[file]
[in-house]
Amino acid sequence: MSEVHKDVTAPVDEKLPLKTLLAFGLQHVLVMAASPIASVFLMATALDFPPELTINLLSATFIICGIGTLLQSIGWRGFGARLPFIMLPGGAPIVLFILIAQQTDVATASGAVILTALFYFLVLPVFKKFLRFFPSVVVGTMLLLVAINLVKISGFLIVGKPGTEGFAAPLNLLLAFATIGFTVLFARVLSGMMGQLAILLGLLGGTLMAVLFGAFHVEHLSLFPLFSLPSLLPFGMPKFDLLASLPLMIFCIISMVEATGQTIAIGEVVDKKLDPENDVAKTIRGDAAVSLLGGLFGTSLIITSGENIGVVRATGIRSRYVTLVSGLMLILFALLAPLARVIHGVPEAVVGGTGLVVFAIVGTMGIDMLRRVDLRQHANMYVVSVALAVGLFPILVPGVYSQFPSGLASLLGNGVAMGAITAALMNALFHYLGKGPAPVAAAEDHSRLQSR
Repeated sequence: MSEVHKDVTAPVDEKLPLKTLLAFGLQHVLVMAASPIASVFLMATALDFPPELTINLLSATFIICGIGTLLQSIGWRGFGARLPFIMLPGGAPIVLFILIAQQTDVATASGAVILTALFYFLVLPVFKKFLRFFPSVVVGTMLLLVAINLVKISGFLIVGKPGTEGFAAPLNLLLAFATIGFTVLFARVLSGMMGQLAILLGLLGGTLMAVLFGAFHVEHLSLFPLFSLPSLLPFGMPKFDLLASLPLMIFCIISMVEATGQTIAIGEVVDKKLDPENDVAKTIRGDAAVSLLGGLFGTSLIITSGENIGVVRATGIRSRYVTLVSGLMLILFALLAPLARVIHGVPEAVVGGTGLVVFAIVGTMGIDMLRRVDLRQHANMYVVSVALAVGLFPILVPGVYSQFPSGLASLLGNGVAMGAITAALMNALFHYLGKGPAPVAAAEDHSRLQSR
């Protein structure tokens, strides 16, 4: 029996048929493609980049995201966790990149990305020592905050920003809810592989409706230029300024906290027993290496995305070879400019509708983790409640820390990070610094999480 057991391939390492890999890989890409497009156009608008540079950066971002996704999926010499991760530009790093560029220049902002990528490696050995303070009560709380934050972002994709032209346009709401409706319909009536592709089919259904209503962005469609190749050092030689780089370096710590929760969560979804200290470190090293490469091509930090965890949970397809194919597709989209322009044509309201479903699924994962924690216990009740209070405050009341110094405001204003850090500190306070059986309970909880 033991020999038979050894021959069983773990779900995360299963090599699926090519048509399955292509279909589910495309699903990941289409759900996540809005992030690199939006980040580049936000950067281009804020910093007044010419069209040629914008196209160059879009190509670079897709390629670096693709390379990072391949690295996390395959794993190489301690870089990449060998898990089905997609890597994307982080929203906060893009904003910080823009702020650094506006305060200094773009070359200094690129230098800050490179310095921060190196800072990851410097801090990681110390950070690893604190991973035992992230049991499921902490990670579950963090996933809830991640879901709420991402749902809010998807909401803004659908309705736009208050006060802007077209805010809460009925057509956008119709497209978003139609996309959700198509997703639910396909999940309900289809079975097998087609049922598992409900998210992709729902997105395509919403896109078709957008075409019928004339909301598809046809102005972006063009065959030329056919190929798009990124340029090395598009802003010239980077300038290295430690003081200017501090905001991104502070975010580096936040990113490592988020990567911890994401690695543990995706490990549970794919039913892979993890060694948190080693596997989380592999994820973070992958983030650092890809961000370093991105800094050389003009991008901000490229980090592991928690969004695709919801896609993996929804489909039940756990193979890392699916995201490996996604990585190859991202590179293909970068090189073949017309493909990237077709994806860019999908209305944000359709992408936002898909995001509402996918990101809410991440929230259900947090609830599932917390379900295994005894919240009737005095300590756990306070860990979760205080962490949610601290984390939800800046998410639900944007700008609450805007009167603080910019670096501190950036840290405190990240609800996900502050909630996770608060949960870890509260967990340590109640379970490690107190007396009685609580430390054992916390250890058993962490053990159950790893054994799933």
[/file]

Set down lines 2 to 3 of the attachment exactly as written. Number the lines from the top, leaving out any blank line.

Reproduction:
Amino acid sequence: MSEVHKDVTAPVDEKLPLKTLLAFGLQHVLVMAASPIASVFLMATALDFPPELTINLLSATFIICGIGTLLQSIGWRGFGARLPFIMLPGGAPIVLFILIAQQTDVATASGAVILTALFYFLVLPVFKKFLRFFPSVVVGTMLLLVAINLVKISGFLIVGKPGTEGFAAPLNLLLAFATIGFTVLFARVLSGMMGQLAILLGLLGGTLMAVLFGAFHVEHLSLFPLFSLPSLLPFGMPKFDLLASLPLMIFCIISMVEATGQTIAIGEVVDKKLDPENDVAKTIRGDAAVSLLGGLFGTSLIITSGENIGVVRATGIRSRYVTLVSGLMLILFALLAPLARVIHGVPEAVVGGTGLVVFAIVGTMGIDMLRRVDLRQHANMYVVSVALAVGLFPILVPGVYSQFPSGLASLLGNGVAMGAITAALMNALFHYLGKGPAPVAAAEDHSRLQSR
Repeated sequence: MSEVHKDVTAPVDEKLPLKTLLAFGLQHVLVMAASPIASVFLMATALDFPPELTINLLSATFIICGIGTLLQSIGWRGFGARLPFIMLPGGAPIVLFILIAQQTDVATASGAVILTALFYFLVLPVFKKFLRFFPSVVVGTMLLLVAINLVKISGFLIVGKPGTEGFAAPLNLLLAFATIGFTVLFARVLSGMMGQLAILLGLLGGTLMAVLFGAFHVEHLSLFPLFSLPSLLPFGMPKFDLLASLPLMIFCIISMVEATGQTIAIGEVVDKKLDPENDVAKTIRGDAAVSLLGGLFGTSLIITSGENIGVVRATGIRSRYVTLVSGLMLILFALLAPLARVIHGVPEAVVGGTGLVVFAIVGTMGIDMLRRVDLRQHANMYVVSVALAVGLFPILVPGVYSQFPSGLASLLGNGVAMGAITAALMNALFHYLGKGPAPVAAAEDHSRLQSR